Under the current rules, the acquiring person consists of an ultimate parent entity and all entities controlled directly or indirectly by it. For corporate entities, control arises from the ownership of 50% or more of the voting securities of an entity or the power to designate 50% or more of its board of directors. The most controversial proposed new HSR rule change would designate a new type of entity called an "associate" that manages or is managed (but not controlled) by the acquiring person. As we discuss below, the acquiring person would have to identify in its HSR report any industry in which both the target firm and the acquiring person's controlled entities or associates have operations.
Definition of "Associate." The proposed new HSR rule defines an associate as an entity that is not a controlled affiliate of the acquiring person but:
has the right, directly or indirectly, to manage, direct or oversee the affairs and/or the investments of an acquiring entity (a "managing entity"); or
has its affairs and/or investments, directly or indirectly, managed, directed or overseen by the acquiring person; or
directly or indirectly, controls, is controlled by, or is under common control with a managing entity; or
directly or indirectly, manages, directs or oversees, is managed by, directed by or overseen by, or is under common management with a managing entity.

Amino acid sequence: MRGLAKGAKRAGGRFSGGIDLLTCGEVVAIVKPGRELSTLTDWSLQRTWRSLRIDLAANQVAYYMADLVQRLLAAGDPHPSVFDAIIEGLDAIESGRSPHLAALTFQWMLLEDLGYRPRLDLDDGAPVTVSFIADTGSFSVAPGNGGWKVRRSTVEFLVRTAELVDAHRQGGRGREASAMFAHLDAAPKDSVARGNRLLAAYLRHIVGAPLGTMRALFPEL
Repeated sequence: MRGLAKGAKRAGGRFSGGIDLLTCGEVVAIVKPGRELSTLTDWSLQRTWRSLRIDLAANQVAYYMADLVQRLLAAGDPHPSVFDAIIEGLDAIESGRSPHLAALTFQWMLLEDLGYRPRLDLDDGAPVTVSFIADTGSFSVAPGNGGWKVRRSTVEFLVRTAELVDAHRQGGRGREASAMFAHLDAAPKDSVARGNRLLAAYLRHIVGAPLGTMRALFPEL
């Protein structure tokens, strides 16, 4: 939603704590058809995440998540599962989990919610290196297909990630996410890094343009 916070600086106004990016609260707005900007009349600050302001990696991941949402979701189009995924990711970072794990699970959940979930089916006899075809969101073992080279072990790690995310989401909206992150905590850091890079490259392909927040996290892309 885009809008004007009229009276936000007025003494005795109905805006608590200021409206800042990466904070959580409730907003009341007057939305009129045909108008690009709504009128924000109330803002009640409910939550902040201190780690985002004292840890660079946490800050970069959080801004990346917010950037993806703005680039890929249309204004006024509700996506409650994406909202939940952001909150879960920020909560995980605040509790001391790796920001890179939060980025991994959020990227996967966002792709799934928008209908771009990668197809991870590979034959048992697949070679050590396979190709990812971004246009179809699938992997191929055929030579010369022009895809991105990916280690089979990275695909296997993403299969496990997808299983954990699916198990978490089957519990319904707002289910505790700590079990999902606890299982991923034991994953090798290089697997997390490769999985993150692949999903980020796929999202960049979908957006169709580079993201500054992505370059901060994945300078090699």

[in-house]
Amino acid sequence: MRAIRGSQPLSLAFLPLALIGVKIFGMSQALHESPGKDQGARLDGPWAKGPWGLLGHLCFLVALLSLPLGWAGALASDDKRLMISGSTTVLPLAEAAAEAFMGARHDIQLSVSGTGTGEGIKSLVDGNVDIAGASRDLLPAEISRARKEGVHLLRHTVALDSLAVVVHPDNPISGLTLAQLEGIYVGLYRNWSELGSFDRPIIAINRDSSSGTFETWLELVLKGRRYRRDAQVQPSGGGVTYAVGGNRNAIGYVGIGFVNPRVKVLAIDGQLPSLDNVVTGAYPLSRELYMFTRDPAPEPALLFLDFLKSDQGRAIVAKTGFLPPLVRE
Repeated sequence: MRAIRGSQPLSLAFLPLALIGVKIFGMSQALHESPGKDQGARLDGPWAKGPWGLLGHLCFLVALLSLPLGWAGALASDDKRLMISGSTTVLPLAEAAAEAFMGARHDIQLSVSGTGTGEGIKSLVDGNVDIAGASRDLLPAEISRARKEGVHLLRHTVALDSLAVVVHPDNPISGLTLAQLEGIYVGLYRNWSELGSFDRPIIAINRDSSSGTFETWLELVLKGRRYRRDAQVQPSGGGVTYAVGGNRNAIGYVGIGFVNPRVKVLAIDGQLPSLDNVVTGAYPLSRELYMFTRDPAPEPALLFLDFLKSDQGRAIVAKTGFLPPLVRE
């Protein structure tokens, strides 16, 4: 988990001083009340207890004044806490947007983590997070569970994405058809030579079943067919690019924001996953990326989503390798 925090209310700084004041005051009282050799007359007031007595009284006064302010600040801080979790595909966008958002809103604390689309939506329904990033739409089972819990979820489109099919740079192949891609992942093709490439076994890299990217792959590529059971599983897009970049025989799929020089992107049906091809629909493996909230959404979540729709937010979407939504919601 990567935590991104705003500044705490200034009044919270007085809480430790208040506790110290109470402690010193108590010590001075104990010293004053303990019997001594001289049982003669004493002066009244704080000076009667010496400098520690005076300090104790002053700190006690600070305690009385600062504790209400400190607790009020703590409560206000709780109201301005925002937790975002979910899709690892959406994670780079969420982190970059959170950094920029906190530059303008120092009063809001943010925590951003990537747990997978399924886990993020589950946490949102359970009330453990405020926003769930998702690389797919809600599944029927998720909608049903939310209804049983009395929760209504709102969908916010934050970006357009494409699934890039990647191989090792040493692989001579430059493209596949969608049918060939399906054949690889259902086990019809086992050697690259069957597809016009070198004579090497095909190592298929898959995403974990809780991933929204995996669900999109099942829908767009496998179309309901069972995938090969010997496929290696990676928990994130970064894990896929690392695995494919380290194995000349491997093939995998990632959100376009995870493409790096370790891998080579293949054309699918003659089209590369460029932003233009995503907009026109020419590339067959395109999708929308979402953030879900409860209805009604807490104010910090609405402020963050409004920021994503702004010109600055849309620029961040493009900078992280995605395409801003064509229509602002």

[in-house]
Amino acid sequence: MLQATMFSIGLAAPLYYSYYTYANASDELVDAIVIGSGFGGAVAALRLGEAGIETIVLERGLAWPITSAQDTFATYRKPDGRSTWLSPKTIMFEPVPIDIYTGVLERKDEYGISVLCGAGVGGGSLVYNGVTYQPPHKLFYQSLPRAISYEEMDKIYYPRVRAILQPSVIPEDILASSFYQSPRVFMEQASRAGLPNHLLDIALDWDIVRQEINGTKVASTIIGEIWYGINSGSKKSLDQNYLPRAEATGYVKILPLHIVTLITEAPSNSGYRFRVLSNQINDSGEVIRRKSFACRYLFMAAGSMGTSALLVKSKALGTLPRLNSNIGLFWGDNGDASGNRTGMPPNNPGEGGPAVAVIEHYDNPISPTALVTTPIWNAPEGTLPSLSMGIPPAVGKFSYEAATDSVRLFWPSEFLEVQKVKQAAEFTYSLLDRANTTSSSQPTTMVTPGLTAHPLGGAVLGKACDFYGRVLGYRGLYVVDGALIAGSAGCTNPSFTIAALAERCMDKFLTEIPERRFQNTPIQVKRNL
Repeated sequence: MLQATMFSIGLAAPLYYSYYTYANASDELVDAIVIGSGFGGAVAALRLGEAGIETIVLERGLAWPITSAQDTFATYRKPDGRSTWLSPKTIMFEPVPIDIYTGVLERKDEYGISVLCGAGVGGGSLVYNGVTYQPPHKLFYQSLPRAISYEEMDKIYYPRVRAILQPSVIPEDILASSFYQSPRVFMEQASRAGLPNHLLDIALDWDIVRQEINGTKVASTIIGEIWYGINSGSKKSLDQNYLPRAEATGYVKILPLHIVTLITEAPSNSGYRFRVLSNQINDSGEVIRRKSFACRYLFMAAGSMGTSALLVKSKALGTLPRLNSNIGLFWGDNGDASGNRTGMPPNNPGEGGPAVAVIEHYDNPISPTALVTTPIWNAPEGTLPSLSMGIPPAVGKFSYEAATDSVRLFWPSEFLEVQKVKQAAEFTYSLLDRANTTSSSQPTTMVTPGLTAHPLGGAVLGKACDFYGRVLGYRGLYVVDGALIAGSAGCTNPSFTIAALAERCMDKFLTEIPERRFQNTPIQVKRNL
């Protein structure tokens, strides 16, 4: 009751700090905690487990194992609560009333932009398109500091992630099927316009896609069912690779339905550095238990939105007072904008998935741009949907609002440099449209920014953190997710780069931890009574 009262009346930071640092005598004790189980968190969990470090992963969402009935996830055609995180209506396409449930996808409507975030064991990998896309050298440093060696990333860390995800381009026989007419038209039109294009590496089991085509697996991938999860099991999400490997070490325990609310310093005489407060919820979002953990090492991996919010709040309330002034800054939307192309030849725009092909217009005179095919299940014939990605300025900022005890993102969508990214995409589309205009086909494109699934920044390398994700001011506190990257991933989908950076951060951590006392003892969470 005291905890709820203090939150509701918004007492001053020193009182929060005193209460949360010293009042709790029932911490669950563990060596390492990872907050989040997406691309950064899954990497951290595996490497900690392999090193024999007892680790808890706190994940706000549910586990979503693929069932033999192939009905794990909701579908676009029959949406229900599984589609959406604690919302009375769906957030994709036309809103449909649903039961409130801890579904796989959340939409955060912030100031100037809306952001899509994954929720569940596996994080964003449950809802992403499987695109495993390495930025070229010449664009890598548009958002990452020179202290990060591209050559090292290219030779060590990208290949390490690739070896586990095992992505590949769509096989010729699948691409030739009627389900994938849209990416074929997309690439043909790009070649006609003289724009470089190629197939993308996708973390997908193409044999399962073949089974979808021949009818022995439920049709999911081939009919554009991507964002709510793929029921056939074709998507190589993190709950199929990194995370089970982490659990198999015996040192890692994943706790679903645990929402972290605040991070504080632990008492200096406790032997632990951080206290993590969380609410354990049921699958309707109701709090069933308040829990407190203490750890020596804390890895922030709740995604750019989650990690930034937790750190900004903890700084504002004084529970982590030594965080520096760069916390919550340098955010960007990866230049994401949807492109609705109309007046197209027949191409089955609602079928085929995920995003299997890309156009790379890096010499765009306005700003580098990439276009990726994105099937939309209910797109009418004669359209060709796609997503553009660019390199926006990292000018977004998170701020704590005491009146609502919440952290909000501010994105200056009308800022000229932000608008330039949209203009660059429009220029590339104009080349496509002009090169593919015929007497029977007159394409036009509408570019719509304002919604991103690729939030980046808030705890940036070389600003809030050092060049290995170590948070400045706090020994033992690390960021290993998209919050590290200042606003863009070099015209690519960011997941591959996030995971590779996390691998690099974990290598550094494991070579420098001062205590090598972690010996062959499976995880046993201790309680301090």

Increased Scope of Reported Information
Under the current rules, acquiring and acquired persons must provide information about the filing person's minority investments (holdings of 5% or more but less that 50%)—pursuant to Item 6(c)—and identify any North American Industry Classification System (NAICS) codes in which both the acquiring and acquired persons earned revenues—pursuant to Item 7. Under the proposed new rules, however, the acquiring person will also have to identify any associate that also derived revenues in the same NAICS code as the acquired person and provide geographic market information about those revenues.
Example. The Notice of Proposed Rulemaking provides the following example for an acquisition by an investment fund that is a limited partnership with its own ultimate parent entity for HSR purposes and one of several funds managed by the same general partner: